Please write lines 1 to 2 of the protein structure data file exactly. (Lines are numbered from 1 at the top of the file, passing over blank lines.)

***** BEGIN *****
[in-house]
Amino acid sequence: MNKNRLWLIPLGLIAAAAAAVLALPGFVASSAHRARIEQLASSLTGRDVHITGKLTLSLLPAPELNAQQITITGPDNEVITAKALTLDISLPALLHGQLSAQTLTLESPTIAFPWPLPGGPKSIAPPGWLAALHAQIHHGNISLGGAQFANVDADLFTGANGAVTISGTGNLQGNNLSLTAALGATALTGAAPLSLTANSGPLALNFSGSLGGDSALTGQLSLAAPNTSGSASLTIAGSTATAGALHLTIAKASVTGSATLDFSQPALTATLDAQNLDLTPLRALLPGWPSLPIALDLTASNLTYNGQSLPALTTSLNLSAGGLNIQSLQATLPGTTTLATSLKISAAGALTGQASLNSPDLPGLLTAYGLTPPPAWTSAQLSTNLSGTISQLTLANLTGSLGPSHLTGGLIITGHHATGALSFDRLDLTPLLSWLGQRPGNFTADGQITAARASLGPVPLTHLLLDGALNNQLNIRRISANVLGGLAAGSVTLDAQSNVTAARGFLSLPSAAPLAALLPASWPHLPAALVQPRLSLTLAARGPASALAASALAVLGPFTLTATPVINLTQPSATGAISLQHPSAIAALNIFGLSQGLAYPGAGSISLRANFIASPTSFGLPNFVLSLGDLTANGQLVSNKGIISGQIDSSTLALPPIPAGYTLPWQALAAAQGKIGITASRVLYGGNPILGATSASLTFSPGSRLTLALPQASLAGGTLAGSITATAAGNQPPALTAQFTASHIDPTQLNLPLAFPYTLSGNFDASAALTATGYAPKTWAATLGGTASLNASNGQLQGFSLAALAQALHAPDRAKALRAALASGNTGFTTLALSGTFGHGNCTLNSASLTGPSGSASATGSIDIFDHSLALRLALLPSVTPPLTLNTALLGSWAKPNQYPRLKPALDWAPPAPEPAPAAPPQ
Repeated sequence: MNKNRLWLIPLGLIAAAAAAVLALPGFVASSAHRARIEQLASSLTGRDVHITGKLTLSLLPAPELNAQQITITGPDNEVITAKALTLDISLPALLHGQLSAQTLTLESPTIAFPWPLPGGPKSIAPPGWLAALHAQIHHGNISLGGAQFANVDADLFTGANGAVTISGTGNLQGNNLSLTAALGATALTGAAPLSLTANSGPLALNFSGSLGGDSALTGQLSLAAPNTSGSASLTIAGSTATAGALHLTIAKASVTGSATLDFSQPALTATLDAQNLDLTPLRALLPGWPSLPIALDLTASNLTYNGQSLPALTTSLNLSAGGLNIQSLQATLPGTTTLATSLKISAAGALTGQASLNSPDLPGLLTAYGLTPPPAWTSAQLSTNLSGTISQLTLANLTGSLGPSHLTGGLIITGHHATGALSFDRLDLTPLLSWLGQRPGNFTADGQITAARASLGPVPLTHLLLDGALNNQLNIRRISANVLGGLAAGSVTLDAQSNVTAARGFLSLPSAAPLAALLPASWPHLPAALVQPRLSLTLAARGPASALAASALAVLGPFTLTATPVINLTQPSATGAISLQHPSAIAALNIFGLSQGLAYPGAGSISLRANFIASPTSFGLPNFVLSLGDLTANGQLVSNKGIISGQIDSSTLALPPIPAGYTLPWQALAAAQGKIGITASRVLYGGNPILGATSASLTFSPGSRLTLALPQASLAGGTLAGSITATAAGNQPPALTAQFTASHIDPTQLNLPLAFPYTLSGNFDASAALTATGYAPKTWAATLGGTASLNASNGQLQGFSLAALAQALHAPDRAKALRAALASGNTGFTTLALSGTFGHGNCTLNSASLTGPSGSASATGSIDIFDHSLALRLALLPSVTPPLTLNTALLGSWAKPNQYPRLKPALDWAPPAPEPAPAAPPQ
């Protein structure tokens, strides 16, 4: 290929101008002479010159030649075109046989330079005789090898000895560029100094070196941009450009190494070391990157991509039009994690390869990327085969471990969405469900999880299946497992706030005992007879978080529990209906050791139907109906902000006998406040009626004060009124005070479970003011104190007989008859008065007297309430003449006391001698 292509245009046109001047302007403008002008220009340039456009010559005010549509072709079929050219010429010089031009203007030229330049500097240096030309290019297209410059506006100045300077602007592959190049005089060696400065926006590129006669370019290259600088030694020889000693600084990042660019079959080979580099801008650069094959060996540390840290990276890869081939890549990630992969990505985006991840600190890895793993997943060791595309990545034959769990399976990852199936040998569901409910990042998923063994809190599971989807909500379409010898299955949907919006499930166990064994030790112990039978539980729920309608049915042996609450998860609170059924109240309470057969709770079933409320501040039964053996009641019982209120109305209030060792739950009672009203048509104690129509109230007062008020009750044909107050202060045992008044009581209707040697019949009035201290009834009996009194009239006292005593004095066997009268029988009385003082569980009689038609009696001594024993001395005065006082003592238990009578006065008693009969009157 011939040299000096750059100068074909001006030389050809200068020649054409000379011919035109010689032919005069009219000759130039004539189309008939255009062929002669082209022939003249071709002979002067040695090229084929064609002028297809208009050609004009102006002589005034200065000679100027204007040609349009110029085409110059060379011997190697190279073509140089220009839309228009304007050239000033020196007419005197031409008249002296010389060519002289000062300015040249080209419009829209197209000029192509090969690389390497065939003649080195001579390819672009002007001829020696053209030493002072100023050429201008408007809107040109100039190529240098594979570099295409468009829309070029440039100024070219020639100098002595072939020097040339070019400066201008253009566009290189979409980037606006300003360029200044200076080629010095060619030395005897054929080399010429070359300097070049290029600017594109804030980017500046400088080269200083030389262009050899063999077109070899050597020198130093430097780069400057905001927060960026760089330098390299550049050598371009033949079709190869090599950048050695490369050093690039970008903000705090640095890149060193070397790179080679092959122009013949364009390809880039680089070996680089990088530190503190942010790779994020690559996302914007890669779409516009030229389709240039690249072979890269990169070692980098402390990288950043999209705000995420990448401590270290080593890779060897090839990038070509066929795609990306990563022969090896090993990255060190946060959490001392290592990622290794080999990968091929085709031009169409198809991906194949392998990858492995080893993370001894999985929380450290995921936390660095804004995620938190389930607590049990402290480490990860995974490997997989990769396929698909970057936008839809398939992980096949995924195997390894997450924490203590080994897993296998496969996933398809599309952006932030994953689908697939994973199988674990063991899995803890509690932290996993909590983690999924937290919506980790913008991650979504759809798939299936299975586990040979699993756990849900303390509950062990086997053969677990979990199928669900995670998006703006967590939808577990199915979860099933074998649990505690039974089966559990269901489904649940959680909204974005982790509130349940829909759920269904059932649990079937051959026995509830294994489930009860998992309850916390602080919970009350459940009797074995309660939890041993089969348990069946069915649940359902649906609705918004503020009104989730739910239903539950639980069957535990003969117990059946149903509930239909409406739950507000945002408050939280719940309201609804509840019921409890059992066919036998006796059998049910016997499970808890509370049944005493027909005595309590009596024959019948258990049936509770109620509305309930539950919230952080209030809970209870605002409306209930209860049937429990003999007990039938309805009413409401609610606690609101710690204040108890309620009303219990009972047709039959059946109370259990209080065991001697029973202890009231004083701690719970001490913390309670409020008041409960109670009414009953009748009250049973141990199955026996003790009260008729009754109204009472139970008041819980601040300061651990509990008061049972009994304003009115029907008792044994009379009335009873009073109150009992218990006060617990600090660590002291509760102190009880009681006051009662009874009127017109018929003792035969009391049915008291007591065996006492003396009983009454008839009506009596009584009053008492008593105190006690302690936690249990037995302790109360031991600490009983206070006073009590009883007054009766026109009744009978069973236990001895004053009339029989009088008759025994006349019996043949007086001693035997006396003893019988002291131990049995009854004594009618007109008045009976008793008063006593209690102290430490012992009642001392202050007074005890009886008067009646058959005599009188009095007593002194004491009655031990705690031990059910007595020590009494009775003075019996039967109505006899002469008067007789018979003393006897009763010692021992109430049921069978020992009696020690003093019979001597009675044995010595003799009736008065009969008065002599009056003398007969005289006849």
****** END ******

[in-house]
Amino acid sequence: MNKNRLWLIPLGLIAAAAAAVLALPGFVASSAHRARIEQLASSLTGRDVHITGKLTLSLLPAPELNAQQITITGPDNEVITAKALTLDISLPALLHGQLSAQTLTLESPTIAFPWPLPGGPKSIAPPGWLAALHAQIHHGNISLGGAQFANVDADLFTGANGAVTISGTGNLQGNNLSLTAALGATALTGAAPLSLTANSGPLALNFSGSLGGDSALTGQLSLAAPNTSGSASLTIAGSTATAGALHLTIAKASVTGSATLDFSQPALTATLDAQNLDLTPLRALLPGWPSLPIALDLTASNLTYNGQSLPALTTSLNLSAGGLNIQSLQATLPGTTTLATSLKISAAGALTGQASLNSPDLPGLLTAYGLTPPPAWTSAQLSTNLSGTISQLTLANLTGSLGPSHLTGGLIITGHHATGALSFDRLDLTPLLSWLGQRPGNFTADGQITAARASLGPVPLTHLLLDGALNNQLNIRRISANVLGGLAAGSVTLDAQSNVTAARGFLSLPSAAPLAALLPASWPHLPAALVQPRLSLTLAARGPASALAASALAVLGPFTLTATPVINLTQPSATGAISLQHPSAIAALNIFGLSQGLAYPGAGSISLRANFIASPTSFGLPNFVLSLGDLTANGQLVSNKGIISGQIDSSTLALPPIPAGYTLPWQALAAAQGKIGITASRVLYGGNPILGATSASLTFSPGSRLTLALPQASLAGGTLAGSITATAAGNQPPALTAQFTASHIDPTQLNLPLAFPYTLSGNFDASAALTATGYAPKTWAATLGGTASLNASNGQLQGFSLAALAQALHAPDRAKALRAALASGNTGFTTLALSGTFGHGNCTLNSASLTGPSGSASATGSIDIFDHSLALRLALLPSVTPPLTLNTALLGSWAKPNQYPRLKPALDWAPPAPEPAPAAPPQ